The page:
Take your payments off ‘pause’

Pressing pause
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While it might be tempting to use the remaining months of the moratorium to remain "on break" from your student loans, continuing to make your regular payments — or paying more than you usually do — is a smart idea if you can afford it.

Since the interest rates on federal student loans are frozen at 0%, any payments you make now will go entirely toward the principal of your loan.

That means you’ll be able to take a much bigger chunk out of your debt than you normally would.

Keep in mind that if you’ve got private student loans — from a nongovernment lender — you’re likely still responsible for your normal payments unless your lender has offered you a forbearance period.

Even then, your loan will be accruing interest, so you should continue to make your regular payments if possible.

Refinance private loans

Man on laptop
Vadym Pastukh / Shutterstock

If your student loans are from a private lender, you may be able to cut down your monthly cost by refinancing your loan into a lower rate.

Whether you qualify for refinancing will largely depend on your credit score and your current income.

If you’re not sure about your credit score, there are websites that will let you check it for free online and give you personalized tips on how to boost it if it’s not in great shape.

Even if you’ve lost your job due to the pandemic, you might still be eligible for a refi if you can demonstrate investment income or income from a side gig, or find a co-signer to back your application.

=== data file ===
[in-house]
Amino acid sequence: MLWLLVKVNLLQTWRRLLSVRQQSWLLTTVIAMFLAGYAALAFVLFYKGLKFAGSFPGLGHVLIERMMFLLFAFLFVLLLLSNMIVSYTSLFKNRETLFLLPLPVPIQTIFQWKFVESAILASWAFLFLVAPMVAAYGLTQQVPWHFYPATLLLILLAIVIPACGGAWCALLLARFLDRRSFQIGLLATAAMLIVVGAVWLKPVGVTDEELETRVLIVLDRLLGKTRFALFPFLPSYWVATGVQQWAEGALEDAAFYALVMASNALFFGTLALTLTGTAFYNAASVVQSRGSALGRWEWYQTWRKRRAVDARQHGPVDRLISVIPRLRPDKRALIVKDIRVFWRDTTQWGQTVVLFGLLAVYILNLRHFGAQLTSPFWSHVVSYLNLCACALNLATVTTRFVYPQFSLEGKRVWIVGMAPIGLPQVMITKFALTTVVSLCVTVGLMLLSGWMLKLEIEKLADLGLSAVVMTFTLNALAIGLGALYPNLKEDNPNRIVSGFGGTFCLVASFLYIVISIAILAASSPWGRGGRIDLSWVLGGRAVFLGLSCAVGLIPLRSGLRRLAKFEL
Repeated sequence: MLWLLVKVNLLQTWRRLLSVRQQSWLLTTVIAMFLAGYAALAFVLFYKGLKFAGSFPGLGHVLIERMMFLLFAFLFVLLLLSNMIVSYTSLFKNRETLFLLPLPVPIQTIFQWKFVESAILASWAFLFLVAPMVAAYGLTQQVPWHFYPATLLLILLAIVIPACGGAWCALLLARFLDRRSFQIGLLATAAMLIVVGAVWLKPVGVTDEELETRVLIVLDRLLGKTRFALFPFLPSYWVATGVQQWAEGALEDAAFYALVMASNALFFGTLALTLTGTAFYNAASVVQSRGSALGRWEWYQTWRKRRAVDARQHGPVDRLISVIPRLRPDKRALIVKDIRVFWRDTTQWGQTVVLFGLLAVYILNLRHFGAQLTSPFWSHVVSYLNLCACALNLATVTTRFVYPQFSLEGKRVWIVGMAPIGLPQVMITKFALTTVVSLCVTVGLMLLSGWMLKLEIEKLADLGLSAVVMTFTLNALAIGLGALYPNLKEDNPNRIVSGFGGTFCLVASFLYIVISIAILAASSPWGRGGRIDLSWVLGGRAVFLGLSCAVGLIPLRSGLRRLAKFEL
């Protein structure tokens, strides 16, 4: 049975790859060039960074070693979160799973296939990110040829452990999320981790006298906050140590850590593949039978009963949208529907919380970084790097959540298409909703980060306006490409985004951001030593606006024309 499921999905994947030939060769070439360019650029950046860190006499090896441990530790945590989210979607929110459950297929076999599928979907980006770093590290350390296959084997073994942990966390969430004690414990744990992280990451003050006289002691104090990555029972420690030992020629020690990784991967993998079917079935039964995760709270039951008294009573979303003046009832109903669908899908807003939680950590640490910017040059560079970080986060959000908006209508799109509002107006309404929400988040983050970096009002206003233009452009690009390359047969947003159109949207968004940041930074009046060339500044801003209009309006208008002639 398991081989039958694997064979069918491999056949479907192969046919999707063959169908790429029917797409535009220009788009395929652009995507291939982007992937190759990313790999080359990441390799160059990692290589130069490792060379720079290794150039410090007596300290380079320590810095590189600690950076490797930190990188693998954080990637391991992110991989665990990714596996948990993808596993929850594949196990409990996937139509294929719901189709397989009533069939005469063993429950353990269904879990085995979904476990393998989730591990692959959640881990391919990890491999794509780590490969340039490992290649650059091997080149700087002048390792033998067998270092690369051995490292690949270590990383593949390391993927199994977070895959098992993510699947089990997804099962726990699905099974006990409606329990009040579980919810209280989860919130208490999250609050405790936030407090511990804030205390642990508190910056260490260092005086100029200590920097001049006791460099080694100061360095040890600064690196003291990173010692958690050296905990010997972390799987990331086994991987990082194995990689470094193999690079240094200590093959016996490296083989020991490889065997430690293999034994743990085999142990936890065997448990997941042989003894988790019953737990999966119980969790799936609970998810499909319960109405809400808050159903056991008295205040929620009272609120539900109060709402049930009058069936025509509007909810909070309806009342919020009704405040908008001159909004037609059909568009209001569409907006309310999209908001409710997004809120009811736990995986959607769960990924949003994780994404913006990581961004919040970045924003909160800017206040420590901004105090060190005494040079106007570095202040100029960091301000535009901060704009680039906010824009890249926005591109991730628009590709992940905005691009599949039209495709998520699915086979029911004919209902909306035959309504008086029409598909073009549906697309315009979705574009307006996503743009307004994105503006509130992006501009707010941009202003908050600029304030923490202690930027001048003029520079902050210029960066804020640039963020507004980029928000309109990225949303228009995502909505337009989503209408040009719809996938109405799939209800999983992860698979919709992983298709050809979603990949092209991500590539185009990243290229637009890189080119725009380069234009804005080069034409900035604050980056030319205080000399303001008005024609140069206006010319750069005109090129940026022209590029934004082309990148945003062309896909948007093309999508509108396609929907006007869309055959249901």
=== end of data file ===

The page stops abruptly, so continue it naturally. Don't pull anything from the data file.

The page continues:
To get the best rate on a refinanced student loan, it’s important to use a free service that will allow you to shop around and compare quotes from multiple lenders.

Just remember that refinancing is not an option if you’ve got a federal student loan, and replacing a federal loan with a private loan will make you ineligible for any further loan relief measures from the government.

Switch up your payment plan

Repayment plan
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You might be able to clear out your student loan debt faster by switching up your current payment plan.

Although an income-driven repayment plan can help to make your regular payments more affordable, switching to a standard repayment plan could help you become debt-free sooner — if you’re able to pay a bit more each month.

This option may not be right for everyone, especially if you're afraid you might be laid off if the pandemic worsens again and lockdowns return.

Regardless of which payment plan you’re on, you should make sure to enroll in autopay if you’ve got a federal student loan.

Signing up for automatic deposits will qualify you for a 0.25% interest rate reduction, which could be very helpful if rates return to their pre-COVID levels in the fall.

About the Author

Shane Murphy

Shane Murphy

Reporter

Shane is a reporter for MoneyWise. He holds a bachelor’s degree in English Language & Literature from Western University and is a graduate of the Algonquin College Scriptwriting program.

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